Discovering its historic buildings and squares is one of the best things to do in Symi.
Symi is a mountainous island and hiking is a reason many people choose Symi for a holiday, especially a hike to the ancient ruins at Kastro, as well as hikes to other Byzantine, Roman, and medieval sites.
The Monastery of the Archangel Michael Panormitis provides stunning views of the island and is a major religious pilgrimage site as well as being the biggest monastery on the island.
The island has countless coves, beaches, and uninhabited offshore islets that can only be accessed from the sea.
Hiring a boat is the best way to explore this small Greek island at your leisure and find deserted swimming and snorkeling spots, even in the middle of summer.
Location: Ionian islands chain | Size: 30 sq. km
How to get there: Reach Paxos from Corfu on a 1-hour ferry ride from Igoumenitsa on the mainland, the ferry takes 90 minutes.
The myth says that Poseidon struck his trident onto the ground of Corfu, breaking off a piece of land that is Paxos.
I love that he did this because he and his wife wanted to get a little bit of peace and quiet!
Paxos is quiet but also exciting because of its many sea caves (the Blue Caves are the best known) that can be explored by boat.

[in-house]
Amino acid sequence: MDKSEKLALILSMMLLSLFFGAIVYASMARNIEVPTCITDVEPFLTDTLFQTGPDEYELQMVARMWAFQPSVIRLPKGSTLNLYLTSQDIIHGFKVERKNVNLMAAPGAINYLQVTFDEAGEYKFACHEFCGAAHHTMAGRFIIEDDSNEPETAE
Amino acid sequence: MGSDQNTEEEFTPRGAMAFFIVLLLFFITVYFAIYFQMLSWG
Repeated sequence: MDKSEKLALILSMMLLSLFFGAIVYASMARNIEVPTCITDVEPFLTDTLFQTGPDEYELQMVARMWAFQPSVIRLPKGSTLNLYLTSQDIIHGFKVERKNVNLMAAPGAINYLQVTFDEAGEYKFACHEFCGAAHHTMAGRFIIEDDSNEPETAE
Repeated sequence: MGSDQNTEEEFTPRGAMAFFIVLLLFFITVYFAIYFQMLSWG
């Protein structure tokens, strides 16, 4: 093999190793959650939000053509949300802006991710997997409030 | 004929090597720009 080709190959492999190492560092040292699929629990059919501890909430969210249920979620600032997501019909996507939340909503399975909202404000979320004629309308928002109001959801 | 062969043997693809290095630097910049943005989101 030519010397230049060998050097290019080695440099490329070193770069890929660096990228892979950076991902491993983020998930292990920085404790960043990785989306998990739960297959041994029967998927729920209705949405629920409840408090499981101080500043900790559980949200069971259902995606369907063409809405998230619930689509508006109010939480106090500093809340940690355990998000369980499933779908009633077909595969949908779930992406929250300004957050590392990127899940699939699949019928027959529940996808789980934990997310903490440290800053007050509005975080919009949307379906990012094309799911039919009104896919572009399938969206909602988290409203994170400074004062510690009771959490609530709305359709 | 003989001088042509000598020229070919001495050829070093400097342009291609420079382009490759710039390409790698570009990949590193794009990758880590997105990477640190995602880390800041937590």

The beaches are every bit as beautiful as those in Corfu, especially Voutoumi, Kipiadi, and Levrechio.
The mountainous peaks and valleys are covered in olive groves planted down to the rocky coves (and rock formations like Tripitos Arch) and turquoise waters of the Ionian Sea.
The mountain villages of Gaios, Lakka, and Loggos are definitely worth exploring.
Location: Cyclades island chain | Size: 35 sq. km
How to get there: Reach Antiparos on a 30-minute ferry ride from Parikia Town on Paros. You can also get a boat from Pounta, further south, where the crossing only takes 10 minutes.
Antiparos is a much smaller island than Paros, and also much more serene, offering crystal-clear waters, sandy beaches, and traditional Cycladic architecture.
The main village, Chora, is all winding narrow streets, whitewashed houses, and the ruins of an old Venetian castle.
Beaches such as Psaraliki, Soros, and Glyfa provide perfect spots for sunbathing and swimming in the warm Aegean Sea.
Beach bars and designer shopping have become a mandatory part of the Antiparos experience, but the Antiparos Cave is a major attraction.
The Cave is also called Oliarou and is believed to be the oldest cave in Greece, about 45 million years old.
There is an archaeological treasure on the nearby uninhabited and pretty much unknown Greek island of Despotiko – an ancient Temple of Apollo and other ruins are being uncovered and you can visit them on a short boat trip from Antiparos.
Location: Cyclades island chain | Size: 32 sq. km
Folegandros is another charming Cycladic island with villages perched on top of dramatic cliffs. The picturesque Chora, with its medieval castle and narrow alleys, is perfect for leisurely exploration.